Bulgaria’s political crisis: Outgoing PM in televised appeal to GERB-UDF

A few hours after Boiko Borissov’s GERB-UDF announced that it was “all over” for negotiations on a new government, outgoing Prime Minister Nikolai Denkov – of We Continue the Change-Democratic Bulgaria – made a televised appeal for efforts towards a government to continue.

On the afternoon of March 24, GERB-UDF Prime Minister-designate Maria Gabriel told a news conference that she would on Monday write to Parliament to withdraw her candidacy.

Members of her negotiating team told the news conference that it was “all over” and the country was heading to early parliamentary elections.

GERB-UDF, at the Sunday afternoon news conference, in effect accused WCC-DB of moving the goalposts in negotiations on the line-up of a Cabinet.

As the largest parliamentary group, GERB-UDF is the holder of the first mandate to seek to form a government. In June 2023,WCC-DB and GERB-UDF voted Denkov into office as Prime Minister with Gabriel as Deputy PM, on the understanding that after nine months, Denkov and Gabriel would switch roles.

However, negotiations on what is known as the “rotation” between Denkov and Gabriel have been confounded by high tensions, ultimatums, grandstanding and insults.

The two coalitions – GERB-UDF and WCC-DB – have wrangled over the timeline for reform of the security services, the country’s regulators, and the line-up of a Cabinet. Negotiations have been on-again, off-again, unstructured and in large measure and unhelpfully conducted through the media.

In his televised address on Sunday evening, Denkov said: “I appeal to GERB-UDF, instead of throwing the country into chaos, let them keep their word, sign the agreement and vote for a government with Prime Minister and Foreign Minister Maria Gabriel, without changing the composition of the Cabinet”.

“In order to fulfill our long-term tasks, nine months ago we agreed with GERB-UDF that the government will have a term of 18 months, and in the middle of the period the prime ministers will rotate, and the ministers will rotate only by mutual agreement,” Denkov said.

“I kept my promise and on March 6, my resignation was accepted. The negotiations for the composition of the Cabinet showed that we do not have a mutual agreement to change ministers,” he said.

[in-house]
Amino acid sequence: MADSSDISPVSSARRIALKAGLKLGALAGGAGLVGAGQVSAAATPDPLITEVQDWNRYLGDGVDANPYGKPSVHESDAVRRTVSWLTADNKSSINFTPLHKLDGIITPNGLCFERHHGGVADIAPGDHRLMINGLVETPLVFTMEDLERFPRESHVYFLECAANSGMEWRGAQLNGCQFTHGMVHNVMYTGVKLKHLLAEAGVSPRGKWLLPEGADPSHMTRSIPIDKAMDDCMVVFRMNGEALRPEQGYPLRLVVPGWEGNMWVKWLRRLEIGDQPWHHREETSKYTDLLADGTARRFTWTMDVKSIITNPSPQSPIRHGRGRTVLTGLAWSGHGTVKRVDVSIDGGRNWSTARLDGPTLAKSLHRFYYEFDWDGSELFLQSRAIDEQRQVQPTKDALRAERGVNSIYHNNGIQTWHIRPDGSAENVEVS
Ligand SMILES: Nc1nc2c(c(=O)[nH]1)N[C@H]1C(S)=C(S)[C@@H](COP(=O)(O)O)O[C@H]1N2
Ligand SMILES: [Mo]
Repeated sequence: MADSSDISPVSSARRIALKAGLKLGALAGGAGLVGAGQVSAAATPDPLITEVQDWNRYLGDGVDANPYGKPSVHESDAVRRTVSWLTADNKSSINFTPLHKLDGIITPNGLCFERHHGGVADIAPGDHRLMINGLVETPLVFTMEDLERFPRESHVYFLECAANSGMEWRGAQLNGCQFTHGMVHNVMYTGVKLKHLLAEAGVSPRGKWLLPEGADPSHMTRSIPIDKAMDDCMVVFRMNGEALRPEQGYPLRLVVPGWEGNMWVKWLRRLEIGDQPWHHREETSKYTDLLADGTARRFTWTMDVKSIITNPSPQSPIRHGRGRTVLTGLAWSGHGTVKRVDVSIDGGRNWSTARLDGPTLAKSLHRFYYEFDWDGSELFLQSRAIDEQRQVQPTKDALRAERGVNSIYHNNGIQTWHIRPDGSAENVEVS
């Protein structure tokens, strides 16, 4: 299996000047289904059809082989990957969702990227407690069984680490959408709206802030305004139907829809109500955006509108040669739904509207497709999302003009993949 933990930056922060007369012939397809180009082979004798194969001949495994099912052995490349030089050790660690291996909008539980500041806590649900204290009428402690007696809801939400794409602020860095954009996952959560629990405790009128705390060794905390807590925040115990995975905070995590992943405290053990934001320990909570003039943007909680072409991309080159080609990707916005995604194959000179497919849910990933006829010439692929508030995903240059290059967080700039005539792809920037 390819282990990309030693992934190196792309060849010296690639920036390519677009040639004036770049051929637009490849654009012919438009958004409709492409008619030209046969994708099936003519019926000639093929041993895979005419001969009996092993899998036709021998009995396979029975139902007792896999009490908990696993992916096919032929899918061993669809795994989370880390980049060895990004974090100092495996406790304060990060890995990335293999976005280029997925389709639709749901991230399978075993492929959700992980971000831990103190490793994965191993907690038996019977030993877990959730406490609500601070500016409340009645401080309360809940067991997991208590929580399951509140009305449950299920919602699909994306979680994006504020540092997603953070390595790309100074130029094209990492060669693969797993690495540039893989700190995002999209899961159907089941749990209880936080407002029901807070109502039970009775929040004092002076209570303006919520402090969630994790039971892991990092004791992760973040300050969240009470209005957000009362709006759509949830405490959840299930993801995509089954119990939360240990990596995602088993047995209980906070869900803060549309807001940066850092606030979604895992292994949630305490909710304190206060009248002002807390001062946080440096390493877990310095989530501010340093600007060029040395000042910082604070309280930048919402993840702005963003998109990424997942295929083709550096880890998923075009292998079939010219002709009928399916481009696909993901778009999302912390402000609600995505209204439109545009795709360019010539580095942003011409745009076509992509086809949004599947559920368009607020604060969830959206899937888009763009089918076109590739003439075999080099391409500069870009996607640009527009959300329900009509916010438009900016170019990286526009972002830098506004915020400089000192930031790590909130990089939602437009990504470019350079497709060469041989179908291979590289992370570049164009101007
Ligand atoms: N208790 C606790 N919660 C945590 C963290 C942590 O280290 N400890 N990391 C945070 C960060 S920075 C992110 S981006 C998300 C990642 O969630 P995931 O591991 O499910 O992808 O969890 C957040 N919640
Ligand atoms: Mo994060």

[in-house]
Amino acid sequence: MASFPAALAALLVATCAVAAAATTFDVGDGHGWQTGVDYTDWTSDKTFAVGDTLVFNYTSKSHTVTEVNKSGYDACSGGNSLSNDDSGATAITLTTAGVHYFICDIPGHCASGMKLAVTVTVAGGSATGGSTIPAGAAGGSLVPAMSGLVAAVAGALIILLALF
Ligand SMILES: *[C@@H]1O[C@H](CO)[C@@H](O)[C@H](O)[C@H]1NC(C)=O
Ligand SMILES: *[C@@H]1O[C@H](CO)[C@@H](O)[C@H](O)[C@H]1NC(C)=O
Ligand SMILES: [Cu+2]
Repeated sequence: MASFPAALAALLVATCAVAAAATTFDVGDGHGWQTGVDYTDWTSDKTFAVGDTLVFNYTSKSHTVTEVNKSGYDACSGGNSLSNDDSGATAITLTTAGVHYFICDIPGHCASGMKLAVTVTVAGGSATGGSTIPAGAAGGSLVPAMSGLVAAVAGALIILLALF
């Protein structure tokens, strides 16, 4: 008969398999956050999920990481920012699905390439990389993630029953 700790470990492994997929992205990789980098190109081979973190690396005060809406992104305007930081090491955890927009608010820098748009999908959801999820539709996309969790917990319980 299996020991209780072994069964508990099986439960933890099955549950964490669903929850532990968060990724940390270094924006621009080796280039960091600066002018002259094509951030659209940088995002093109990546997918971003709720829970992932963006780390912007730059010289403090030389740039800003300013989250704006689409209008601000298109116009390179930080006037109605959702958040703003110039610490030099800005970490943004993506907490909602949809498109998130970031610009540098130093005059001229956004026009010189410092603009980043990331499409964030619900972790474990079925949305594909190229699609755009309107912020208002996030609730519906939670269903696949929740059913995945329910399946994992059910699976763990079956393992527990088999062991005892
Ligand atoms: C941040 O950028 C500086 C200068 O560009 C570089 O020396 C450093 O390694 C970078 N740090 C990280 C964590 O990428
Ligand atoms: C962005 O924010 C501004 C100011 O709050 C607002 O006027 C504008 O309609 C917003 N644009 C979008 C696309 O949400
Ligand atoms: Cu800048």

“According to our arrangement, only Ms. Gabriel and I should change our positions. In parallel, during the negotiations we worked out an agreement on the reform of the judicial system, regulators and services. It was published and we are ready to sign it.

“Colleagues from GERB-UDF, it’s your decision, will you back off from the word given nine months ago, will if you abandon the reform agreement, will you throw the country back into another cycle of elections. The only thing that is expected of you today is to keep your word and fulfill your duty to the people and to Bulgaria,” Denkov said.

Should the negotiations between WCC-DB and GERB-UDF not be revived – again – the first-mandate stage will fail.

That means a second-mandate stage, with that mandate going to WCC-DB, as Parliament’s second-largest group.

Gabriel reiterated on the afternoon of March 24 that GERB-UDF would not countenance a government nominated on the basis of the second mandate. GERB-UDF would not take part in negotiations on a government to be nominated with the second mandate, she said.

In line with the constitution, current head of state President Roumen Radev has a free hand to choose to which parliamentary group to hand a third and final mandate to seek to form a government.

Parliament’s three smallest groups – pro-Kremlin Vuzrazhdane and the Bulgarian Socialist Party, and populist ITN, which has a small clutch of MPs and is headed in absentia by a cable television presenter, all have said that they want Bulgaria to go to early parliamentary elections.

On March 24, Delyan Peevski – the Magnitski-sanctioned co-leader of the Movement for Rights and Freedoms – said that Bulgaria needed rapid early elections “to continue working for the people and Bulgaria to have a clear Euro-Atlantic majority and government”.

Peevski said that a government with the second mandate was impossible without GERB-UDF and if the MRF was offered the third mandate, it would return it “because we do not accept seeking a majority with anti-Nato and anti-European parties like Vuzrazhdane, with which we are ideologically and morally incompatible.”

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